In our first section, we’ll be talking about physical development in children. We’ll start by talking about what you’ll see in your typical elementary and middle school kid. While children all grow at a steady pace, they’ll differ in when they reach certain milestones. You’ll learn about physical changes in coordination, neurological development as well as pre-pubertal signs, especially in girls. At the end, we’ll give a vignette of how a non-traumatized kid handles a setback.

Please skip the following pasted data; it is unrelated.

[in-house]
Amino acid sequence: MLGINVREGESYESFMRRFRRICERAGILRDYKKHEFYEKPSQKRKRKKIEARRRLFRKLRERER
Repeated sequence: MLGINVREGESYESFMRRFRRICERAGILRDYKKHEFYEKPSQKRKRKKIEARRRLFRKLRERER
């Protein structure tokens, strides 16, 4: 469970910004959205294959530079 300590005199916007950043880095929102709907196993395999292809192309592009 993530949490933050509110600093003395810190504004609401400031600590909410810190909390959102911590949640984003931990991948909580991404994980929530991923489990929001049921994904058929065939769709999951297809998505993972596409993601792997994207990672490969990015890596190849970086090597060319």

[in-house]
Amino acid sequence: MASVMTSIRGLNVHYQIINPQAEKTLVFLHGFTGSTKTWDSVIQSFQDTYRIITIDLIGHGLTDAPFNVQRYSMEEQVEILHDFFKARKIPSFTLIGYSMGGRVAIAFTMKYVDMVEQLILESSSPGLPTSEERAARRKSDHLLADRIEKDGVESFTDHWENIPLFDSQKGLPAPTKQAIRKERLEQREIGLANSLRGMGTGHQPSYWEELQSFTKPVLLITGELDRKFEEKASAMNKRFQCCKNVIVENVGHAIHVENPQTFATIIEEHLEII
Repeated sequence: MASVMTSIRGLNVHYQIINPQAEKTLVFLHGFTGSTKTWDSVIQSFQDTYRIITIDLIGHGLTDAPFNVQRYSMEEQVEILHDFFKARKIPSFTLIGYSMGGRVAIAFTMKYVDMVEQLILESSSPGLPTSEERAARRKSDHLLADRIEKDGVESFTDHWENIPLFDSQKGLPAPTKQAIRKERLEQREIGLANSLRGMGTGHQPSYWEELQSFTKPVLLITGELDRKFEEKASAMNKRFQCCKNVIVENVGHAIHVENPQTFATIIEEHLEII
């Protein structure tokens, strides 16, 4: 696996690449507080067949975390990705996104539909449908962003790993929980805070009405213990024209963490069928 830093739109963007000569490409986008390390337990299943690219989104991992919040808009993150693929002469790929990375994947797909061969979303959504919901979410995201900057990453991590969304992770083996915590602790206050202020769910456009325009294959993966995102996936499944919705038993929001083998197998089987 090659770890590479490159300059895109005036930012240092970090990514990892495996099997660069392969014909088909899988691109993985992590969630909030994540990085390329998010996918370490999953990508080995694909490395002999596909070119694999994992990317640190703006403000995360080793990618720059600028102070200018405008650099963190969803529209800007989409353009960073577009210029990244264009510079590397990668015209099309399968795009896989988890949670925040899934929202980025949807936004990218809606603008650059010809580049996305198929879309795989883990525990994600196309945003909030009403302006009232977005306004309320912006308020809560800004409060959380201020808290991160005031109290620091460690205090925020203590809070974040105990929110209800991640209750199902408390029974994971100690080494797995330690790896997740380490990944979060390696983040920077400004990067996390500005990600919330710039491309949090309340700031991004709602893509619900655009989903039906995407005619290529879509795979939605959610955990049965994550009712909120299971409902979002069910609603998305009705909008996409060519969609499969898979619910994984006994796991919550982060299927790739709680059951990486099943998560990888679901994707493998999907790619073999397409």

Then, we’ll move on to the effects of trauma on physical development, including changes in growth, as well as changes in the brain as a result of trauma. We will follow these introductory sections with suggestions to help promote physical development with traumatized children -beginning with the use of physicality to address the effects of trauma, then thinking, relationships, and lastly, feelings. You’ll come to understand that trauma effects all aspects of development—those that we can see on the body and those that are buried deep in the mind and brain.